Google announced this morning plans to acquire Motorola Mobility. The price: $12.5 billion - the company's biggest-ever acquisition by far.
CEO Larry Page made the announcement on the Official Google Blog:
Motorola has a history of over 80 years of innovation in communications technology and products, and in the development of intellectual property, which have helped drive the remarkable revolution in mobile computing we are all enjoying today. Its many industry milestones include the introduction of the world’s first portable cell phone nearly 30 years ago, and the StarTAC—the smallest and lightest phone on earth at time of launch. In 2007, Motorola was a founding member of the Open Handset Alliance that worked to make Android the first truly open and comprehensive platform for mobile devices. I have loved my Motorola phones from the StarTAC era up to the current DROIDs.
In 2008, Motorola bet big on Android as the sole operating system across all of its smartphone devices. It was a smart bet and we’re thrilled at the success they’ve achieved so far. We believe that their mobile business is on an upward trajectory and poised for explosive growth.
Motorola is also a market leader in the home devices and video solutions business. With the transition to Internet Protocol, we are excited to work together with Motorola and the industry to support our partners and cooperate with them to accelerate innovation in this space.
Motorola’s total commitment to Android in mobile devices is one of many reasons that there is a natural fit between our two companies. Together, we will create amazing user experiences that supercharge the entire Android ecosystem for the benefit of consumers, partners and developers everywhere.
Page says Google will run Motorola as a separate business, and it will not affect Android as an "open platform". Motorola will remain a licensee of Android.
He also brought up the company's recent, highly-publicized blog post about companies "including Microsoft and Apple" are "banding together in anti-competitive patent attacks on Android." The Motorola acquisition, he says, will help Google "better protect Android from anti-competitive threats from Microsoft, Apple and other companies."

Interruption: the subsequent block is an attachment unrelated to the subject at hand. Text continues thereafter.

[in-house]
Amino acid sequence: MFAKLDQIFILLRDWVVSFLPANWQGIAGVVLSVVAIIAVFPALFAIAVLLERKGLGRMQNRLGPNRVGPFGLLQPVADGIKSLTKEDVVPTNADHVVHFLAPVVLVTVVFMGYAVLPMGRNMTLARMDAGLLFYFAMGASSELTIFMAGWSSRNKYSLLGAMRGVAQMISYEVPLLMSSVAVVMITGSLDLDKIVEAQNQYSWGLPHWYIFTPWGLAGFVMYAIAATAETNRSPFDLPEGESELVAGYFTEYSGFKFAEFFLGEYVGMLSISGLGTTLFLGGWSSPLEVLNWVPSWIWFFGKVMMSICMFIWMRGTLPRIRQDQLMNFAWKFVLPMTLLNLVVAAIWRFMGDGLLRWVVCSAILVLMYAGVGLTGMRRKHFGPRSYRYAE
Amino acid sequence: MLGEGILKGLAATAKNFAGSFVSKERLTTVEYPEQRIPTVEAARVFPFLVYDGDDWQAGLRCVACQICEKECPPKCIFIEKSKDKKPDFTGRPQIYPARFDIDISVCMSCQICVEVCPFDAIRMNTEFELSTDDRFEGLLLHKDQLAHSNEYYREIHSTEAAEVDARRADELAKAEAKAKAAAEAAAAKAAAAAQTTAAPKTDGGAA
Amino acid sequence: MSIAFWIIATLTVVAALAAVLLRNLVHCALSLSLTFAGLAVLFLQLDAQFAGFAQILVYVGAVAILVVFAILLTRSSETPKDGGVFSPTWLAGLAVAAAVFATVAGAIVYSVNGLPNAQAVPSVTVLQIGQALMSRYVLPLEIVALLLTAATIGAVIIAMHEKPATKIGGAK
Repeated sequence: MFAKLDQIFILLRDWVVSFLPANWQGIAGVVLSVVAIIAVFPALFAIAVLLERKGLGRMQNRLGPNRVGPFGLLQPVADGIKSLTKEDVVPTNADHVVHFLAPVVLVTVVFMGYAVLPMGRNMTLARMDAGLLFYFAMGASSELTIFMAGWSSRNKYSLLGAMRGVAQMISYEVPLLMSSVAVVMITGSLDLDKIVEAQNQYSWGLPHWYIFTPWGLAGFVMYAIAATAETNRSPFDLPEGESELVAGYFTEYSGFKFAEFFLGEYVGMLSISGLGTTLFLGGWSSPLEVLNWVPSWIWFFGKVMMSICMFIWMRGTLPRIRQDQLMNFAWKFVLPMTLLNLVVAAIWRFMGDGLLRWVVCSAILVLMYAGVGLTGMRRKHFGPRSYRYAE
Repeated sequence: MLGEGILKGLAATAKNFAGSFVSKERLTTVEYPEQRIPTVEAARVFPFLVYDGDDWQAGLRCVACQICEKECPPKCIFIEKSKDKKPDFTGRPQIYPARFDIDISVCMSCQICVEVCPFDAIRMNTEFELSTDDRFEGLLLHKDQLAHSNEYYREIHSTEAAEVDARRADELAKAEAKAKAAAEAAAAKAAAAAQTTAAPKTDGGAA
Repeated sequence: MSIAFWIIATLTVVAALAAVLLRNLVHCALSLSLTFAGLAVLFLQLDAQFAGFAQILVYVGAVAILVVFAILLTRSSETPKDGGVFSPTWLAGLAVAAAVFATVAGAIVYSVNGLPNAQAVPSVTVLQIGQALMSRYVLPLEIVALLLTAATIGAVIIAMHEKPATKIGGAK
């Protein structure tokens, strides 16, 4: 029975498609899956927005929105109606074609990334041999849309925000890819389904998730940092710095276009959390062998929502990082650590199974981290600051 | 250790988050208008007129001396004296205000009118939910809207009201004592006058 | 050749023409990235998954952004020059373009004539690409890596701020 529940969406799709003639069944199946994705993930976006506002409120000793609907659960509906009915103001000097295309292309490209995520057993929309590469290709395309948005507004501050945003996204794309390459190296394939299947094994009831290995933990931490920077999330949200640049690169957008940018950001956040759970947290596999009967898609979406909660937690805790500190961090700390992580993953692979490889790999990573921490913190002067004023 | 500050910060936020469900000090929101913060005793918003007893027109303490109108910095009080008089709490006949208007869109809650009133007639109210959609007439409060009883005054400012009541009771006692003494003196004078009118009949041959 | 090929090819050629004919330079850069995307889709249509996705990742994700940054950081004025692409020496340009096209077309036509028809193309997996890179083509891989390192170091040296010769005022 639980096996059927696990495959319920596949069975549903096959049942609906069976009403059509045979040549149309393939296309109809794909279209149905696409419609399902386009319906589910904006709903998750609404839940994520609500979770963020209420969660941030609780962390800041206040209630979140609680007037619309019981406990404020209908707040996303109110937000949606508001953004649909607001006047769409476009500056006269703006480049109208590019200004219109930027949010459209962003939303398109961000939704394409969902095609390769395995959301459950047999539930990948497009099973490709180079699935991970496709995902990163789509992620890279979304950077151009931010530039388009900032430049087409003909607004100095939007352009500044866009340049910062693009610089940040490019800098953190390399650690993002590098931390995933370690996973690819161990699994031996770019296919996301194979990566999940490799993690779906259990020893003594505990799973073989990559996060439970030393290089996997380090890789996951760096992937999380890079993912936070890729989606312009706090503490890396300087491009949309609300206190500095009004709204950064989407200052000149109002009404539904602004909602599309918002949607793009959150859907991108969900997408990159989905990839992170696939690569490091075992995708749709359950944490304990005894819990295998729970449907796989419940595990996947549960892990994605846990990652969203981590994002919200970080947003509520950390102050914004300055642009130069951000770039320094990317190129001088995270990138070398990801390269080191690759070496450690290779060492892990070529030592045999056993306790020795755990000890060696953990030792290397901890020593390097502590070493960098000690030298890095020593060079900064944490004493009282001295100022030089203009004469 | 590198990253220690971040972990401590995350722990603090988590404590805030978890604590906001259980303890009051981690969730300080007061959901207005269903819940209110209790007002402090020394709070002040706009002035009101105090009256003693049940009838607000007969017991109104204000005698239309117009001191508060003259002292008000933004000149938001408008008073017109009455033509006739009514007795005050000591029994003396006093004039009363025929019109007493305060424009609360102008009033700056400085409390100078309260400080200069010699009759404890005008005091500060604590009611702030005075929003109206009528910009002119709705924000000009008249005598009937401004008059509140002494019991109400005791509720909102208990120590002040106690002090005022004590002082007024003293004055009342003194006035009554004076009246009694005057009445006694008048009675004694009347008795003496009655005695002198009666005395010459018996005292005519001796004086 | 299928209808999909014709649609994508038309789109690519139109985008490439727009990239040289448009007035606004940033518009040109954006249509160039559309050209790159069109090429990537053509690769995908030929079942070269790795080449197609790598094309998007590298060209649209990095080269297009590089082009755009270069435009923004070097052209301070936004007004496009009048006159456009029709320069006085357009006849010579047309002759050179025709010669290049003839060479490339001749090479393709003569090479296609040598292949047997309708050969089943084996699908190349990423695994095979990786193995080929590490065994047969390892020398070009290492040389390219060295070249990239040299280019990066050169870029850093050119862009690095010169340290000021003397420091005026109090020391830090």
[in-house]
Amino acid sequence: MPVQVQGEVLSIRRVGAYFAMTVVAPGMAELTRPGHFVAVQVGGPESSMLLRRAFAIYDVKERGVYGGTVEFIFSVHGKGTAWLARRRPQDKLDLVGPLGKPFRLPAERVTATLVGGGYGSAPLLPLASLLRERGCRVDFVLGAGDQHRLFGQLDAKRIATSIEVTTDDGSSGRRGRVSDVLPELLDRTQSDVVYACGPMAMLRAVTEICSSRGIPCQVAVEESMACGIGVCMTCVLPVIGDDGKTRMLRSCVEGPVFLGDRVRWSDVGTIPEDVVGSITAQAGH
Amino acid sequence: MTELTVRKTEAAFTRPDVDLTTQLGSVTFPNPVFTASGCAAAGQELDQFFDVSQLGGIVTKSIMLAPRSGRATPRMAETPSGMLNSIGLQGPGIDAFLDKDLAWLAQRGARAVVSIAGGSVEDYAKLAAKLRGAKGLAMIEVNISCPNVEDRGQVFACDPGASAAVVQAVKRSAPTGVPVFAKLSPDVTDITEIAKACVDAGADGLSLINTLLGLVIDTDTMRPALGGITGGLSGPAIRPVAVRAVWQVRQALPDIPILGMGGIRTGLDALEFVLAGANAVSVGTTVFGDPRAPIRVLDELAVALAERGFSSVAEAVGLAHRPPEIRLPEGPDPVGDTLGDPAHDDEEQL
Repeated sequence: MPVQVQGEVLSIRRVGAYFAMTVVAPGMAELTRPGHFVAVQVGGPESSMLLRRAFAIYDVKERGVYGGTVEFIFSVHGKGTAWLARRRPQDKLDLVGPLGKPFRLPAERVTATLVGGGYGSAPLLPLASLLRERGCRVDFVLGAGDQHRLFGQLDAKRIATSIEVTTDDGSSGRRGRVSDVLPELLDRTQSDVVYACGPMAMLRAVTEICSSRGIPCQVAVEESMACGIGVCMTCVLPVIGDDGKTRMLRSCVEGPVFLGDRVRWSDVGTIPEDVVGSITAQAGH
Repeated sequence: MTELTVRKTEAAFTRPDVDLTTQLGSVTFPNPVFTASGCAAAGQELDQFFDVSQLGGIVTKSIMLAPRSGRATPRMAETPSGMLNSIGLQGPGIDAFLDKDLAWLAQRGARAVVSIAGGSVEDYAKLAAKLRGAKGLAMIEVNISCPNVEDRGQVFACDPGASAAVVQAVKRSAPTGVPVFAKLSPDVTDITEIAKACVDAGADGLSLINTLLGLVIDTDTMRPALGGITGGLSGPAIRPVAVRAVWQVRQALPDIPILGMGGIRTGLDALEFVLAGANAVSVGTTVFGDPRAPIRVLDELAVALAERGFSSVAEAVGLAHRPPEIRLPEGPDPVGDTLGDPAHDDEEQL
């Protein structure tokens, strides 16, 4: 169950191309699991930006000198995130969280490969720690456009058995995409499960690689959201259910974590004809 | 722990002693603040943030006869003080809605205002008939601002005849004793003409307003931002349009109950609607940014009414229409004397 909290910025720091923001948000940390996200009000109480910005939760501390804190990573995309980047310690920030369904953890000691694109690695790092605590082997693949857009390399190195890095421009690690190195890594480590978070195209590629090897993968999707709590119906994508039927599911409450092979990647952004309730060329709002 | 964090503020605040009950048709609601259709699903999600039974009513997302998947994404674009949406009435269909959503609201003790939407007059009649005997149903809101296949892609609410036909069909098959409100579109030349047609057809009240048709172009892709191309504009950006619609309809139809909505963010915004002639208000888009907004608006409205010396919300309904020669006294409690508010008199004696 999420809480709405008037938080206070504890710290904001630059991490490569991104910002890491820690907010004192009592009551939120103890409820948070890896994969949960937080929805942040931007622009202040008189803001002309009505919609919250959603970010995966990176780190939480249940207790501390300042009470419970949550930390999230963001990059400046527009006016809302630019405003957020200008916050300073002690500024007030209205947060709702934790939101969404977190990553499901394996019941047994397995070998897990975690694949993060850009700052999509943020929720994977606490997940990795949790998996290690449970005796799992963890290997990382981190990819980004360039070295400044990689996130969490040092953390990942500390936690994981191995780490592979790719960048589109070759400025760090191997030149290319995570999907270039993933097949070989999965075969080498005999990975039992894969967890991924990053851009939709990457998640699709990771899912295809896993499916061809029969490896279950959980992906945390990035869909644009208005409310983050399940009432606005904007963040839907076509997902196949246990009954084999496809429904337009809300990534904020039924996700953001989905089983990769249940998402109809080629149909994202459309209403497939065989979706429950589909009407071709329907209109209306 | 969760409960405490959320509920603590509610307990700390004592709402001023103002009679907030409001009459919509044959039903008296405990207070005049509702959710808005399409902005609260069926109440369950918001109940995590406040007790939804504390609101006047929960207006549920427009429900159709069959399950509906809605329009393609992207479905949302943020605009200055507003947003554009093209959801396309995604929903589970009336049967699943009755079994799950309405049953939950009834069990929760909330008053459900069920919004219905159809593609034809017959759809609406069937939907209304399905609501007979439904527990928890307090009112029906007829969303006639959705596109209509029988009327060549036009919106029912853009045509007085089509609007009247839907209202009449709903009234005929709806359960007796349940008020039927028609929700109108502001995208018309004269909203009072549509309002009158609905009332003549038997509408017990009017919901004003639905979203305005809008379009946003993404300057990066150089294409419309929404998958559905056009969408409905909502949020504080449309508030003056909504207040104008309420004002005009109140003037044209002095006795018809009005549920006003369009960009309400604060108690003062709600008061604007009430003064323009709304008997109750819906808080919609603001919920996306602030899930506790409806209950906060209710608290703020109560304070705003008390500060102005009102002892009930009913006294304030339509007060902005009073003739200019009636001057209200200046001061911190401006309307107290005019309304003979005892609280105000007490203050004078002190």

Google is getting nearly 25,000 patents from the deal (7,500 of them are pending).
Microsoft has also sued Motorola over alleged patent infringements. The company should feel right at home with Google.
It's also worth noting that Motorola has been involved in patent disputes with RIM, apparently settled last year.
The acquisition has already been approved by the boards of directors of both Google and Motorola. Of course it must receive regulatory approval in the U.S and Europe. Google expects the deal to be done by the end of the year or early next year.
Here are some more quotes from the press release:
Page: “Motorola Mobility’s total commitment to Android has created a natural fit for our two companies. Together, we will create amazing user experiences that supercharge the entire Android ecosystem for the benefit of consumers, partners and developers. I look forward to welcoming Motorolans to our family of Googlers.”
Motorola Mobility CEO Sanjay Jha: “This transaction offers significant value for Motorola Mobility’s stockholders and provides compelling new opportunities for our employees, customers, and partners around the world. We have shared a productive partnership with Google to advance the Android platform, and now through this combination we will be able to do even more to innovate and deliver outstanding mobility solutions across our mobile devices and home businesses.”
Andy Rubin, SVP of Mobile at Google: “We expect that this combination will enable us to break new ground for the Android ecosystem. However, our vision for Android is unchanged and Google remains firmly committed to Android as an open platform and a vibrant open source community. We will continue to work with all of our valued Android partners to develop and distribute innovative Android-powered devices.”
So add that to the list of industries Google is to compete in. In the tech world, it seems there are fewer and fewer out there that Google doesn't have some kind of presence in. This is very interesting timing, considering that the FTC is currently investigating Google's business practices, with its web search and Android businesses being specifically named as key areas under scrutiny.
Motorola currently offers the following Android Smartphones:
- Droid 3
- Droid X2
- Photon 4G
- Atrix 4G
- Cliq 2
- Global by Motorola
- Droid 2 Global
- Droid Pro
- Droid X
- Cliq XT
They also offer the Motorola Xoom Android tablet.